In many cases of neurological disease associated with viral infection, such as measles virus (MV)-induced subacute sclerosing panencephalitis in children, it is unclear whether the virus or the antiviral immune response within the brain is the cause of disease. MV inoculation of transgenic mice expressing the human MV receptor, CD46, exclusively in neurons resulted in neuronal infection and fatal encephalitis within 2 weeks in neonates, while mice older than 3 weeks of age were resistant to both infection and disease. At all ages, T lymphocytes infiltrated the brain in response to inoculation. To determine the role of lymphocytes in disease progression, CD46+ mice were back-crossed to T- and B-cell-deficient RAG-2 knockout mice. The lymphocyte deficiency did not affect the outcome of disease in neonates, but adult CD46+ RAG-2− mice were much more susceptible to both neuronal infection and central nervous system disease than their immunocompetent littermates. These results indicate that CD46-dependent MV infection of neurons, rather than the antiviral immune response in the brain, produces neurological disease in this model system and that immunocompetent adult mice, but not immunologically compromised or immature mice, are protected from infection.
Measles infection and vaccine response are complex biological processes that involve both viral and host genetic factors. We have previously investigated the influence of genetic polymorphisms on vaccine immune response, including measles vaccines, and have shown that polymorphisms in HLA, cytokine, cytokine receptor, and innate immune response genes are associated with variation in vaccine response but do not account for all of the inter-individual variance seen in vaccinated populations. In the current study we report the findings of a multigenic analysis of measles vaccine immunity, indicating a role for the measles virus receptor CD46, innate pattern-recognition receptors (DDX58, TLR2, 4, 5,7 and 8) and intracellular signaling intermediates (MAP3K7, NFKBIA), and key antiviral molecules (VISA, OAS2, MX1, PKR) as well as cytokines (IFNA1, IL4, IL6, IL8, IL12B) and cytokine receptor genes (IL2RB, IL6R, IL8RA) in the genetic control of both humoral and cellular immune responses. This multivariate approach provided additional insights into the genetic control of measles vaccine responses over and above the information gained by our previous univariate SNP association analyses.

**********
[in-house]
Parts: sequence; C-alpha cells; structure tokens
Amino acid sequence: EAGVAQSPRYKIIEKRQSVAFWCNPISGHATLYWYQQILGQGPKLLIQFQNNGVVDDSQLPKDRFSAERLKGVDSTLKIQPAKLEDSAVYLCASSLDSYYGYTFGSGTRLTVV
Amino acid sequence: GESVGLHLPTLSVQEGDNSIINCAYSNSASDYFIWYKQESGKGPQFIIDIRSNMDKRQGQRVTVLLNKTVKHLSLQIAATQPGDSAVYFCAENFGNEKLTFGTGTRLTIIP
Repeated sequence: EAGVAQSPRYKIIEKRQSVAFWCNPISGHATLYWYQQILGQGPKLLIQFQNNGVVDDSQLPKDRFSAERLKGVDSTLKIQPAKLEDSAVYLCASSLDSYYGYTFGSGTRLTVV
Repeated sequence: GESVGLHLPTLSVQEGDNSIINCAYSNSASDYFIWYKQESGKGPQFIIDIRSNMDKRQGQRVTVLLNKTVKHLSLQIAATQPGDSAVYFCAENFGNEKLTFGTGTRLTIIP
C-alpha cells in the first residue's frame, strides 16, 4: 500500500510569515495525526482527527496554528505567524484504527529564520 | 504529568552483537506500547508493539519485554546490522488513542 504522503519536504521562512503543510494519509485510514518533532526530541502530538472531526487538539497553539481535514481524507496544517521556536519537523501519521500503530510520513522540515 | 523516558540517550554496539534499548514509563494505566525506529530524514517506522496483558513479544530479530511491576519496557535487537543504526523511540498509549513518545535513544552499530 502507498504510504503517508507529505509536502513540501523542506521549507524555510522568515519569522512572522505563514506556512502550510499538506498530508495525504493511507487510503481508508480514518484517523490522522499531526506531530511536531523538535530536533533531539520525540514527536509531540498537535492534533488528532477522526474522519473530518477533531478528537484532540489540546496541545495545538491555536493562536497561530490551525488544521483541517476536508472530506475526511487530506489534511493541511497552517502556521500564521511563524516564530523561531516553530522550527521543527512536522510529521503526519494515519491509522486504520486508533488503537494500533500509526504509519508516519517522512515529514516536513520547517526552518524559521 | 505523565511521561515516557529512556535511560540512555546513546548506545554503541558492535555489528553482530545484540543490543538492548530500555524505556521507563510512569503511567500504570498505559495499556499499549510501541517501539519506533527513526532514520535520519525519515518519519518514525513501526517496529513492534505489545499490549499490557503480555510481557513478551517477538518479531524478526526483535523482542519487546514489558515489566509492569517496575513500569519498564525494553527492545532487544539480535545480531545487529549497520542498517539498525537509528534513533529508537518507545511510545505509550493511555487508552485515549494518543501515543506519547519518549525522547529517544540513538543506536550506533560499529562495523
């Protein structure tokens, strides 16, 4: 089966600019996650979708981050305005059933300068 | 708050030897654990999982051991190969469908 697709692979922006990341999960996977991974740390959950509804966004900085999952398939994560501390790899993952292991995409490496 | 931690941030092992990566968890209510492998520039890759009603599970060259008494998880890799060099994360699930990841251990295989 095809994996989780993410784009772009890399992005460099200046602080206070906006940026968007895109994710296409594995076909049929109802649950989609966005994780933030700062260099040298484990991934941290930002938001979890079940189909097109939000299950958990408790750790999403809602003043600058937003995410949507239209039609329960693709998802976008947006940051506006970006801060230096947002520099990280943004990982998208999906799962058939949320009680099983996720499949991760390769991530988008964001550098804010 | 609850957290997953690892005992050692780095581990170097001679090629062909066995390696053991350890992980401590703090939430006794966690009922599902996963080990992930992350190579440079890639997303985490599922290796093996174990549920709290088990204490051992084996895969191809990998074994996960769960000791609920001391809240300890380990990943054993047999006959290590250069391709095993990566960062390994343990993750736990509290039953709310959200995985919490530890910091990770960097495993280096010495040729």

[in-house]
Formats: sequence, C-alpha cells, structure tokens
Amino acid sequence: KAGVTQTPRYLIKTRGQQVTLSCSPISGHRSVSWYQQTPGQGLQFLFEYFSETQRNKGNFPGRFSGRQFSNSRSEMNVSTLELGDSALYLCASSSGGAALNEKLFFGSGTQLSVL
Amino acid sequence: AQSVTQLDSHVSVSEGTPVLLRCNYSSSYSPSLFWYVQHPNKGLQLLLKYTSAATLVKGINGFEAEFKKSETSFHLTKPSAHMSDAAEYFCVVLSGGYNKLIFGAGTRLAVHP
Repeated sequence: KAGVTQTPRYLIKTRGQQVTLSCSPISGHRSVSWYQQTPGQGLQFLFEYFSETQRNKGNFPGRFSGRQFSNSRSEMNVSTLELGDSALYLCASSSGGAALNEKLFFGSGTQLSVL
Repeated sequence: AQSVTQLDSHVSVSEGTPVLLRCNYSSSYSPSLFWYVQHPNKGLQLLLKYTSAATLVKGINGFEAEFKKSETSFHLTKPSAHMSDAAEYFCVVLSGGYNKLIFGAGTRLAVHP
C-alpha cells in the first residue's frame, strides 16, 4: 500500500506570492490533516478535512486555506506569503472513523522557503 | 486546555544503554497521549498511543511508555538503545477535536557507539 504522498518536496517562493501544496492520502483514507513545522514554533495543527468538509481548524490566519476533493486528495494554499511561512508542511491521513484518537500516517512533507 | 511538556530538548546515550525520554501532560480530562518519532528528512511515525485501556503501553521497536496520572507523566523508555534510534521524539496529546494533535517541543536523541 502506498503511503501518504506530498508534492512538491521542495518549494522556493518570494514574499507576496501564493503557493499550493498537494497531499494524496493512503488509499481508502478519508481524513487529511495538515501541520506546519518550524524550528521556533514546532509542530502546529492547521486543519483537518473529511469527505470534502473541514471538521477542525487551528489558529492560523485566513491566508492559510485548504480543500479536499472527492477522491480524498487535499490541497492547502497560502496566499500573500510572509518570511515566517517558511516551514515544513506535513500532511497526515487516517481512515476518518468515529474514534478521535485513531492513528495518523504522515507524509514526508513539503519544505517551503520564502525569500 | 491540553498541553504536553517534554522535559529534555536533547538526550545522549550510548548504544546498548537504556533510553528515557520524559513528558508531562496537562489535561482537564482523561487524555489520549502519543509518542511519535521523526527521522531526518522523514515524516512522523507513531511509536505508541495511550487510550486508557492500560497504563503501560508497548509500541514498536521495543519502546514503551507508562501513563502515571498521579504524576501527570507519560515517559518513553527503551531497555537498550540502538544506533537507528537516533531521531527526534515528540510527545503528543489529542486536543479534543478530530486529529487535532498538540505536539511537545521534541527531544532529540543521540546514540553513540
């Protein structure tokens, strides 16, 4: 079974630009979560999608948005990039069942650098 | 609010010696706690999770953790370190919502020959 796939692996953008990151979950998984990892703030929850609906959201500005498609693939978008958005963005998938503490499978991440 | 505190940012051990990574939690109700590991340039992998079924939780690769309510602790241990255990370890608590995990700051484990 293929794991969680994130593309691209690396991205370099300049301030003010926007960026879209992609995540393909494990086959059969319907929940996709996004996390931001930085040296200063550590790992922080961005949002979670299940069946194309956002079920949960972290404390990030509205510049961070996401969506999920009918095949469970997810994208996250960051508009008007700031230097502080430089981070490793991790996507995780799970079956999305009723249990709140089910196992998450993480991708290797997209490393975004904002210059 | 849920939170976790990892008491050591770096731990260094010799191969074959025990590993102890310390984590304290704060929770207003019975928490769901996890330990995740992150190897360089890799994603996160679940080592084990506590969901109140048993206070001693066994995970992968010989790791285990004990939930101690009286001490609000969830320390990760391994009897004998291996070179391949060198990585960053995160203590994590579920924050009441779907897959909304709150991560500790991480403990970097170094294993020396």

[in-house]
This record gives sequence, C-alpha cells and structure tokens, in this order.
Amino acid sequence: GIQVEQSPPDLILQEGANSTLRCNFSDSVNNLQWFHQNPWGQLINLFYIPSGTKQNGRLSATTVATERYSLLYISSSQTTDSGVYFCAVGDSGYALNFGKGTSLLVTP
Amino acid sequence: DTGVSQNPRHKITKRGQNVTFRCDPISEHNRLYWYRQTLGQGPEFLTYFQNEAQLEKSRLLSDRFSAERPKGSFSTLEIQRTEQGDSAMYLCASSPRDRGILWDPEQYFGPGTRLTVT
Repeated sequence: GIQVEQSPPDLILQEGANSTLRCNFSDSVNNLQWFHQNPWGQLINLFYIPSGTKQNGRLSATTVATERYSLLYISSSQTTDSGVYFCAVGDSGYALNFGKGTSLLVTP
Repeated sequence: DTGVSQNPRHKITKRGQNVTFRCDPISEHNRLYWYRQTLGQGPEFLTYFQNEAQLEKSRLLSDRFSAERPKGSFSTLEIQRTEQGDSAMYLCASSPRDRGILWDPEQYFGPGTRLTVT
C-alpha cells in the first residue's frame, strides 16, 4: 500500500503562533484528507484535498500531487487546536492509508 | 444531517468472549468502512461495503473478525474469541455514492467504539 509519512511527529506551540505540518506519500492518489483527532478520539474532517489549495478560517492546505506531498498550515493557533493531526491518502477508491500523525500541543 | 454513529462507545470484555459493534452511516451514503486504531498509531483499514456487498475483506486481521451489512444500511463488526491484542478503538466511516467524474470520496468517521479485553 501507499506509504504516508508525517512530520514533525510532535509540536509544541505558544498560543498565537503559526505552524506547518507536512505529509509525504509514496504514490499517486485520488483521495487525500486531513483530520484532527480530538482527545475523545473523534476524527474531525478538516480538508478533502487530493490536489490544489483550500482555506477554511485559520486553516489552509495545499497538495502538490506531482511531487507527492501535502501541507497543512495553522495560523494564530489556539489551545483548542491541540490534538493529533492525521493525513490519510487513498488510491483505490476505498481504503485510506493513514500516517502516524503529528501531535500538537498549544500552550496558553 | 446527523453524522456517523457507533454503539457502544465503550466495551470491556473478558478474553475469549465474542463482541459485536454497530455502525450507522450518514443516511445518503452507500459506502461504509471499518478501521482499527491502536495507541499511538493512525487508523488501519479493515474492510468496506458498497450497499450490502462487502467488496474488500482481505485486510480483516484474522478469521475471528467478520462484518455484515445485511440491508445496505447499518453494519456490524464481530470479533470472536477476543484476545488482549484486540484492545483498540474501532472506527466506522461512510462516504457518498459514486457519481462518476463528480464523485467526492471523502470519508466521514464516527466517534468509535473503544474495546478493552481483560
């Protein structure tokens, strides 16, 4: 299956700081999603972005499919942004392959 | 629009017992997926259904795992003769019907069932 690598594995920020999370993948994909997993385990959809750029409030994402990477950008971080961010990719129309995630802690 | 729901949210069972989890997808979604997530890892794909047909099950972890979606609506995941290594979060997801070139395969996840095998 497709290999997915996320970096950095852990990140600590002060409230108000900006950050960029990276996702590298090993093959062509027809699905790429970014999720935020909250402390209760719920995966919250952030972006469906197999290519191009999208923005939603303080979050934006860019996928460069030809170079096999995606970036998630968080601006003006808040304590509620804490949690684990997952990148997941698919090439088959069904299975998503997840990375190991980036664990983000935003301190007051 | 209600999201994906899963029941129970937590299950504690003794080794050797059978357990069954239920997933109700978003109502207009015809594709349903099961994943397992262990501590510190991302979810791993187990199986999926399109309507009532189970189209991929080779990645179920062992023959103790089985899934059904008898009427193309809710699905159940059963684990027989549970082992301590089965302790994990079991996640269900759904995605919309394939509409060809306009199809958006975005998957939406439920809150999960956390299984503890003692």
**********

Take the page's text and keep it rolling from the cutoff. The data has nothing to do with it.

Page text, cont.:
measles vaccine; immunogenetics; vaccine response; multigenic SNP association; interferon response; cytokines; Toll-like receptors